No straining in training for Watson
Australian all-rounder Shane Watson is making sure he doesn't use up all the excessive amount of free time the champions have at this World Cup with endless net sessions.
Hearing a cricketer say they are wary about over-training while sitting in a luxury hotel is the kind of talk that can enrage fans trying to hold down far less well-paid jobs.
But in the case of Australia's Shane Watson there are sound reasons for the all-rounder making sure he doesn't use up all the excessive amount of free time the champions have at this World Cup with endless net sessions.
The 29-year-old's international career has been blighted by a succession of injuries and the opening batsman and medium-pacer is well aware of just how much his suspect body can stand.
"I am very conscious about the amounts I have to train because of my previous issues," said Watson.
"I just do enough to make sure I'm in a decent place going into the game, but in the end making sure I'm fresh going into the game rather than over training."
Australia have been handed a curious schedule at this World Cup, being co-hosted by India, Sri Lanka and Bangladesh.
They had to wait eight days to play Sri Lanka last weekend, only for the match to be a no-result washout, and now have a seven-day gap before facing Kenya at Bangalore's Chinnaswamy Stadium on Sunday.
Meanwhile Watson, who started off as a middle-order batsman before being promoted to open during the 2009 Ashes series in England, was happy to be back in India - the country where three years ago he gained the belief he could endure the rigours of Test cricket.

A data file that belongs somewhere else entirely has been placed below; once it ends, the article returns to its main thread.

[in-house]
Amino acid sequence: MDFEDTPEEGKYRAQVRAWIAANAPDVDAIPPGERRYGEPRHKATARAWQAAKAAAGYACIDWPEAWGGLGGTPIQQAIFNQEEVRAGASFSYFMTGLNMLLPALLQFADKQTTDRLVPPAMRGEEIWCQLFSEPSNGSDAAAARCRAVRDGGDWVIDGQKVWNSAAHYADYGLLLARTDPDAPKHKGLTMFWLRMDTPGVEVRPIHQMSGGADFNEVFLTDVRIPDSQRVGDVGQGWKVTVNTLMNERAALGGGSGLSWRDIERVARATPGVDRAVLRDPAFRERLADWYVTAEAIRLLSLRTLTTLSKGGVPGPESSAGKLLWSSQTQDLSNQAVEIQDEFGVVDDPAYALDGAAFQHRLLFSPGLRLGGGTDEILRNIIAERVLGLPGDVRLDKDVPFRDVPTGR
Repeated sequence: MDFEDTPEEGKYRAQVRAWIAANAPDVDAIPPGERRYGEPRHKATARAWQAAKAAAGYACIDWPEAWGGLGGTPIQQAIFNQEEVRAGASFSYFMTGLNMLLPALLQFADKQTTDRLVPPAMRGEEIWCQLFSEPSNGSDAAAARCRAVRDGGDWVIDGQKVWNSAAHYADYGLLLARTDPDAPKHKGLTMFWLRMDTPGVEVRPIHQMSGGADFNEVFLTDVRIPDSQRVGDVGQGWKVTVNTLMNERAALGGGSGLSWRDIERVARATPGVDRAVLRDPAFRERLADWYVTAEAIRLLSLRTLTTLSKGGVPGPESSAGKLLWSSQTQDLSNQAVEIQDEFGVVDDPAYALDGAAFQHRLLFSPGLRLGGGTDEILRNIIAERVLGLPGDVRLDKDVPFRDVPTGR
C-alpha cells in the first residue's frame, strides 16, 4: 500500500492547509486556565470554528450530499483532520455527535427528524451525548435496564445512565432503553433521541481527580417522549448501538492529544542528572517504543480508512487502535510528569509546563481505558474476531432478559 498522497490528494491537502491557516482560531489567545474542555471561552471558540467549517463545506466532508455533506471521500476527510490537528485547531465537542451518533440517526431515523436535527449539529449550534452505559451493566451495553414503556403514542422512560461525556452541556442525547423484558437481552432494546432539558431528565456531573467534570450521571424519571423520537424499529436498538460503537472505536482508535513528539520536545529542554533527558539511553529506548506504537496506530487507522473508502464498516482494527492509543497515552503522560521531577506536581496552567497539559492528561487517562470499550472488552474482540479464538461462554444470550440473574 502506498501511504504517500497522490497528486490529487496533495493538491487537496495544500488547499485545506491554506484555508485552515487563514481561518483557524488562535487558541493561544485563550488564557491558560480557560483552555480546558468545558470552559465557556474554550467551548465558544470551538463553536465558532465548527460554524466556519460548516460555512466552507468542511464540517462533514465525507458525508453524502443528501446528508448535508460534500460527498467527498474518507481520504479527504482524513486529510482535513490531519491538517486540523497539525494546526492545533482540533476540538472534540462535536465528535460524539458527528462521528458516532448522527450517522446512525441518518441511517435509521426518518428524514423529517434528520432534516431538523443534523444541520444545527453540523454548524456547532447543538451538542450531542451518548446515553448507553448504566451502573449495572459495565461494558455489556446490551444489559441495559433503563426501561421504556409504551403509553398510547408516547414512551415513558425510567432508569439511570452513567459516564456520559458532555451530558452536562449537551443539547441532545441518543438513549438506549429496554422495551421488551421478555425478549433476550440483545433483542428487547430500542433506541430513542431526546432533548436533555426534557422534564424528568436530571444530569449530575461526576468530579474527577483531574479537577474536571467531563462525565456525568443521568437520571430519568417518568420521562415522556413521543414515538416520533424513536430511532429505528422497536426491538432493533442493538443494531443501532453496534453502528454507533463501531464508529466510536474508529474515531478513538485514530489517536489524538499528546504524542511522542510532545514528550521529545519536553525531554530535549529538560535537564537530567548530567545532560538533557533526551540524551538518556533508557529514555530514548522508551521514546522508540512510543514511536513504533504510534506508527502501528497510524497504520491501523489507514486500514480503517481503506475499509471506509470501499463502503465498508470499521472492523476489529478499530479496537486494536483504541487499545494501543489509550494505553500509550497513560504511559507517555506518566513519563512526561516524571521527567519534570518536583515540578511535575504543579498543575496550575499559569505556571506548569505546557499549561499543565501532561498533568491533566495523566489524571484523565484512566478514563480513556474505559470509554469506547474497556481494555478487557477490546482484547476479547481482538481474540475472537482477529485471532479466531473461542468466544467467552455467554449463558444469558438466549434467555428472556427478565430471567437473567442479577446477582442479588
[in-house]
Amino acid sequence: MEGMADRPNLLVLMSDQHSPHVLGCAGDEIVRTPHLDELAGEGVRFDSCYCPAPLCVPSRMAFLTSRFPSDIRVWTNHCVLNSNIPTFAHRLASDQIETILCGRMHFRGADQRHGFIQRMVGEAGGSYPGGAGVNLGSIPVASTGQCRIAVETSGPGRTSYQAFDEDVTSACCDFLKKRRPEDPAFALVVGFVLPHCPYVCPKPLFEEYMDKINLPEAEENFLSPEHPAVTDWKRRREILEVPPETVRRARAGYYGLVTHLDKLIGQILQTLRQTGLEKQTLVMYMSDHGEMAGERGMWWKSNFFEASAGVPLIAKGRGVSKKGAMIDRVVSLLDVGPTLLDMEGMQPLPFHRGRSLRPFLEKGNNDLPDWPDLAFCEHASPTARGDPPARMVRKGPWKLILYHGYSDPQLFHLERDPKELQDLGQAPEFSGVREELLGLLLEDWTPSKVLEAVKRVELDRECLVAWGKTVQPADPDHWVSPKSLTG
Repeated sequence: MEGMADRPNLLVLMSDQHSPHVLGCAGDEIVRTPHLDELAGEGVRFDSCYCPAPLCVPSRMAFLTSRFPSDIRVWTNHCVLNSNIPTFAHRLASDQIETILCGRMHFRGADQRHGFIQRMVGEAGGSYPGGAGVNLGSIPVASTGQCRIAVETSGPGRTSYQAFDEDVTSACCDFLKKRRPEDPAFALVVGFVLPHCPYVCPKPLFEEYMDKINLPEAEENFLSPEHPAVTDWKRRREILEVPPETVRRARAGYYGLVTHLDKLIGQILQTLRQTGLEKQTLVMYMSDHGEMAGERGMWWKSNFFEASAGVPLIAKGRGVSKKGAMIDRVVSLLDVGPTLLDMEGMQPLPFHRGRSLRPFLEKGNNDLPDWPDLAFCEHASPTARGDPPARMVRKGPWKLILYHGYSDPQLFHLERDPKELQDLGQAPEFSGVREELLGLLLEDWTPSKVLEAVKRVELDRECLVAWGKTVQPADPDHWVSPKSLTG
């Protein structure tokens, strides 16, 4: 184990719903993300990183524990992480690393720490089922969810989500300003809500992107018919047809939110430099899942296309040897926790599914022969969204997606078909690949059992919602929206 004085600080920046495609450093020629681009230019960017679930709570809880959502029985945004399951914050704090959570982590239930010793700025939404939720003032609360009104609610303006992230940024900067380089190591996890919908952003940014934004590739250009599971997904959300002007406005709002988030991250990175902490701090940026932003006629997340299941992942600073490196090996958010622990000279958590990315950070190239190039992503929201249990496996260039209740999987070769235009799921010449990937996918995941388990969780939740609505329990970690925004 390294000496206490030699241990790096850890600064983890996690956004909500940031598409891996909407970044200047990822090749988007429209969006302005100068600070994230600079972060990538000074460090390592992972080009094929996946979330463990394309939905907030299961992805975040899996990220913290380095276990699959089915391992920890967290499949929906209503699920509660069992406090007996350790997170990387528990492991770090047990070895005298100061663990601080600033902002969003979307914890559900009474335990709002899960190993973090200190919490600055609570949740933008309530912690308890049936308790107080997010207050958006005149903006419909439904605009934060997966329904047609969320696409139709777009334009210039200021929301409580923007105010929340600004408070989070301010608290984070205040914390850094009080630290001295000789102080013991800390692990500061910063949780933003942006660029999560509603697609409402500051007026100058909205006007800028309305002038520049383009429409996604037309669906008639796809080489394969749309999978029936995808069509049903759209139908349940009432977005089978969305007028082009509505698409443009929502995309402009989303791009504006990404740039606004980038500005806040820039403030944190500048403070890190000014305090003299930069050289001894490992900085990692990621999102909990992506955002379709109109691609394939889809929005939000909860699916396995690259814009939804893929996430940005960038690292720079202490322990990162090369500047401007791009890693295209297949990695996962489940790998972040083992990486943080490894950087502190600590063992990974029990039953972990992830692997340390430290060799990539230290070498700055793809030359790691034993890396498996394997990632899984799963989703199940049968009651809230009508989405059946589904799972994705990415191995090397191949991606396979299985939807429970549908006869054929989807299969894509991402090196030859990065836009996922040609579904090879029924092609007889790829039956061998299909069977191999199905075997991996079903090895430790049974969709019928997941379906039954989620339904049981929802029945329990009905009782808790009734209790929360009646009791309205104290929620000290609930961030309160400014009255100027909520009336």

"It was a big turning point to know that my body could actually get through Test cricket for four Tests back-to-back and to be able to bowl a significant amount," said Watson.
Watson has endured a long history with injuries - back stress fractures, hamstring strains, calf injuries, hip problems and a dislocated shoulder at various points in his career.
"As an athlete and especially where I've been previously, to be able to get through a series like I did here was definitely a big achievement."
Watson's World Cup workload is eased by the fact bowlers in one-day internationals are restricted to a maximum of 10 overs per match.
And with Australia's fast bowling trio of Shaun Tait, Brett Lee and left-armer Mitchell Johnson leading the way for the champions, Watson has no complaints.
"We are in a very good place at the moment," he said. "It definitely makes my job as a bowler a fair bit easier as well with those guys bowling as beautifully as they are at the moment."
Watson is also enjoying the challenge of opening for Australia, a position recently occupied by now retired fellow Queenslander Matthew Hayden.
"I love opening the batting. It does suit me and my personality now," said Watson, who in two innings at this World Cup has made scores of 79 and 62 in wins over Zimbabwe and New Zealand respectively.
"And my bowling workload's been continually well managed, I've been able to get through 18 months now (almost completely without injuries).
"I like being able to set the tone of the inning. For me, when I'm opening I've got the freedom in my mind to be able to go out there and back myself."